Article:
Randy Francisco, an organizer for Sierra Club's Pennsylvania Beyond Coal Campaign and board member for Allegheny Defense Project and Center for Coalfield Justice, shared his concerns for the Allegheny National Forest where he spent much of his childhood hiking and camping. A couple years ago, he did a solo hike in the Allegheny National Forest and was shocked to see how this public forest had been privatized by the oil and gas industry with wells scattered all over his favorite stomping grounds.
"It's clean energy and energy efficiency that is going to get us beyond all of these extractive fossil fuel industries," Francisco said.
On Sunday, Heartwood participants saw firsthand what Francisco meant by wells scattered all over the Allegheny National Forest. While hiking on our public lands, here's what we found:
Click here for a link to Google Maps to get a sense of the elaborate roads and well sites throughout the Allegheny National Forest. The U.S. Forest Service has allowed the oil and gas industry to privatize our public lands. Click here for a map from SkyTruth that illustrates drilling in the Allegheny National Forest from January 2005 - October 2011.
I got the chance to renew old friendship and catch up with old-time activists like Andy Mahler, founder of Heartwood, and Mike Roselle, founder of Climate Ground Zero and collaborator with Coal River Mountain Watch, who has spent the last four years fighting mountaintop removal coal mining in the Coal River Valley of southern West Virginia.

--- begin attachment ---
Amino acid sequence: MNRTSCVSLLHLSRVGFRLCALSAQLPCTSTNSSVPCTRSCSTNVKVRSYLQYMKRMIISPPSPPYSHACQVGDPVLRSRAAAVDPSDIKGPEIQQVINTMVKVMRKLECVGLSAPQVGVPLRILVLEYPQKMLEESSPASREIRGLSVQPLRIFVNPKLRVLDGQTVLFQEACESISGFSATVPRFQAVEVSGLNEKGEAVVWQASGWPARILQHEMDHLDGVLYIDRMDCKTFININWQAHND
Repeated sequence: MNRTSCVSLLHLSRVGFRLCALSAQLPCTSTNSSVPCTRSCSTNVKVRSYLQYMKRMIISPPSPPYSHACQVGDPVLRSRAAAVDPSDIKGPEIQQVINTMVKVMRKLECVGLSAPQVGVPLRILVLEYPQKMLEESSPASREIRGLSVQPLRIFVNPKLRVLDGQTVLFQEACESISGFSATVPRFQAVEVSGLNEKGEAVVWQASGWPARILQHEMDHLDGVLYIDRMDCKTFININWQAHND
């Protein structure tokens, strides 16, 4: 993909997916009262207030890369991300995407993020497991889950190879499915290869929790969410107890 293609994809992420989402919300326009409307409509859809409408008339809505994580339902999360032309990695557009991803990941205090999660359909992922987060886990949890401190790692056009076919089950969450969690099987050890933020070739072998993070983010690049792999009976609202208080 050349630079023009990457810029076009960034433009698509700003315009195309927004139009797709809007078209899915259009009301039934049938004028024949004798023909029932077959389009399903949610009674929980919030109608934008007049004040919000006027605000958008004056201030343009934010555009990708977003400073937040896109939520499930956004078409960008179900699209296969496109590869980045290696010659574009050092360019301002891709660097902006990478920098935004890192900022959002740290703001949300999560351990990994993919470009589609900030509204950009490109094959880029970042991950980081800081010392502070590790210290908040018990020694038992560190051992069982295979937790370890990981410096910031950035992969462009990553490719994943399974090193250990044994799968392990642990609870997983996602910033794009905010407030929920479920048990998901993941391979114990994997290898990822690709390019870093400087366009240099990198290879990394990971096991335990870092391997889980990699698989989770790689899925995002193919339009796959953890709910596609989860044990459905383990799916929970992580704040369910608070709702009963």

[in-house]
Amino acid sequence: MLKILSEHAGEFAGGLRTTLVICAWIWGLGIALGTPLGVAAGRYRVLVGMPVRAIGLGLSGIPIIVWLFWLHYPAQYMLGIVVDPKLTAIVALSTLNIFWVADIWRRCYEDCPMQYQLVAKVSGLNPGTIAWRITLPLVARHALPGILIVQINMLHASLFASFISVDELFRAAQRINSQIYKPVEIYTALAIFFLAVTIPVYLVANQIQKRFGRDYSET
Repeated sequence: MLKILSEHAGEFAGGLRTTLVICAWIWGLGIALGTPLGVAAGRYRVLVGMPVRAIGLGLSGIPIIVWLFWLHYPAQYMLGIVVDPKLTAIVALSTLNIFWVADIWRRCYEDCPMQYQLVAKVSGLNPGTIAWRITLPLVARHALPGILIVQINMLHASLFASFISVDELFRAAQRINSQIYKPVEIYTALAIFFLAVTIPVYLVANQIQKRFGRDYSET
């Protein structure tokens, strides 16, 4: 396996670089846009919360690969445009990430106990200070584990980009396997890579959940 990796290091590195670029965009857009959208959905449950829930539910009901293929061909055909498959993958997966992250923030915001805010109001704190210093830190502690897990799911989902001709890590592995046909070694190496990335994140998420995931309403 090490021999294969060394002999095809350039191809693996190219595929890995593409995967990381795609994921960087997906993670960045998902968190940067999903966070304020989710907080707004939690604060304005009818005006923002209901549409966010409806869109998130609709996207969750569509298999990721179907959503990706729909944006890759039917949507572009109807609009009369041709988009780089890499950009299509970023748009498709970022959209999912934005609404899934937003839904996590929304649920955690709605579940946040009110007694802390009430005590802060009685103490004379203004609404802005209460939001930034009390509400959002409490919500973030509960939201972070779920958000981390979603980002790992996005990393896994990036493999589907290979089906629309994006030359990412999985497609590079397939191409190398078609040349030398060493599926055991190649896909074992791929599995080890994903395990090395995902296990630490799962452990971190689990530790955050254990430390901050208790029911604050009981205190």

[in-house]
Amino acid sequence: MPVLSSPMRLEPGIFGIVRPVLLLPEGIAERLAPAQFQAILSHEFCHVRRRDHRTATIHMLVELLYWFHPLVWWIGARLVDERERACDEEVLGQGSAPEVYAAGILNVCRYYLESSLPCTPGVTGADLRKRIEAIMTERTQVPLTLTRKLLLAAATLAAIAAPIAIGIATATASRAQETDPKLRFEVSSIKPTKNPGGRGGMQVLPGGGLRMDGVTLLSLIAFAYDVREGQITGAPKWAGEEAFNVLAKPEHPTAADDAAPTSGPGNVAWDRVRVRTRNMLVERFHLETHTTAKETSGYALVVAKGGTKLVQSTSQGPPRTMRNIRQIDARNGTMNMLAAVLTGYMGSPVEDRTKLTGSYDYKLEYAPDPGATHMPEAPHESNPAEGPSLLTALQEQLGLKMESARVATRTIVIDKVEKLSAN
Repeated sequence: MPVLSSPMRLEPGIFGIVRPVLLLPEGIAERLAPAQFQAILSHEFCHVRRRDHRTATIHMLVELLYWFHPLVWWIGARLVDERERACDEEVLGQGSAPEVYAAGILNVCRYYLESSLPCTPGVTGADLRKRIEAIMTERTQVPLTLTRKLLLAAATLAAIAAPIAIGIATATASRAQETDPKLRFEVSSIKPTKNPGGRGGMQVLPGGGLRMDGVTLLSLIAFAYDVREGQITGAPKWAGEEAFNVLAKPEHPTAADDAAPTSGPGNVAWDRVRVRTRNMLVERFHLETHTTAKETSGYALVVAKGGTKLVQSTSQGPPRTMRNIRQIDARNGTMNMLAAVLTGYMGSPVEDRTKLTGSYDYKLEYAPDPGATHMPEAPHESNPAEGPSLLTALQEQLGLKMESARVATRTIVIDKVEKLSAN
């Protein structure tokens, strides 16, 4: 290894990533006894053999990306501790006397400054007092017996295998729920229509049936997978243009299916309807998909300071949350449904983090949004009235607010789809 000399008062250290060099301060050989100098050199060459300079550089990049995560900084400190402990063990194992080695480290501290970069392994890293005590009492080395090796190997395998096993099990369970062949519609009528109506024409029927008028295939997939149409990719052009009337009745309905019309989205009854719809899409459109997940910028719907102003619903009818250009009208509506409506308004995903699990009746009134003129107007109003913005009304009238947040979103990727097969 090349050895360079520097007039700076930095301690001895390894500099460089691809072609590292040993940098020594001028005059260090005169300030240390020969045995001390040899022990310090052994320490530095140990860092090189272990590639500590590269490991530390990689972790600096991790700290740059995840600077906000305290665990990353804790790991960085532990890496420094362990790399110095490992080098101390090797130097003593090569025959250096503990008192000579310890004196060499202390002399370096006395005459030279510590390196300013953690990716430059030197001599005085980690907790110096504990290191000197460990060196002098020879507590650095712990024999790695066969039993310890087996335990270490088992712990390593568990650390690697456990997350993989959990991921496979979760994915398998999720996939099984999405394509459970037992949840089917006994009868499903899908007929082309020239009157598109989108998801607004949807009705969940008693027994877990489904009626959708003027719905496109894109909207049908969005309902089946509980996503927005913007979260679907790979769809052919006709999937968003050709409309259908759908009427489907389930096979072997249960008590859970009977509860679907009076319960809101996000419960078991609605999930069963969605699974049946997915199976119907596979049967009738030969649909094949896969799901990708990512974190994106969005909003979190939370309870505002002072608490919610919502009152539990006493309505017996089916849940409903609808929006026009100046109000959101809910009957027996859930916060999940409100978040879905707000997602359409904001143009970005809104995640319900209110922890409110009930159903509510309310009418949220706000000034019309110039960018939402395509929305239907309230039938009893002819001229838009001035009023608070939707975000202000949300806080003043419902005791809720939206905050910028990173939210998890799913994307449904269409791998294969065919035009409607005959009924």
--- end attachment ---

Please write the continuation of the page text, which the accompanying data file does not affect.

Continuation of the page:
"If we can't stop mountaintop removal, we really can't say we're doing anything to address climate change," Roselle said.
Dave Cooper, a Mountain Justice volunteer, continued the conversation on mountaintop removal and his work over the last eight years doing a roadshow to educate people about the devastating impacts this form of coal mining has on the Appalachian region. Cooper talked about the upcoming event Kentucky Rising on June 1 where people will occupy the Kentucky State Capitol to demand an end to corporate domination of our politics and to expose corporate toady Kentucky Gov. Steve Besher.
When I asked Bill Belitskus, board president of the Allegheny Defense Project, what is the biggest threat to the people and environment of Pennsylvania, he said: "Unconventional hydrocarbon shale gas extraction is the single greatest catastrophe facing Pennsylvania since the turn of the century when the timber barons clear-cut our forested watersheds and the coal barons strip mined our lands for coal and gave us the legacy of acid mine drainage."
According to the natural gas industry, there are more than 350,000 conventional oil and gas wells that have been drilled in Pennsylvania. Belitskus expressed his deep concern over the onslaught of shale gas drilling where each drilling site can be as large as 20 acres, and according to Royal Dutch Shell, can use as much as 7.5 million gallons of consumptive water to frack just one Marcellus well. He said it is "consumptive use of water since once they are finished using the water it is so highly polluted and contaminated that it is a net loss to the watershed and can not be used again."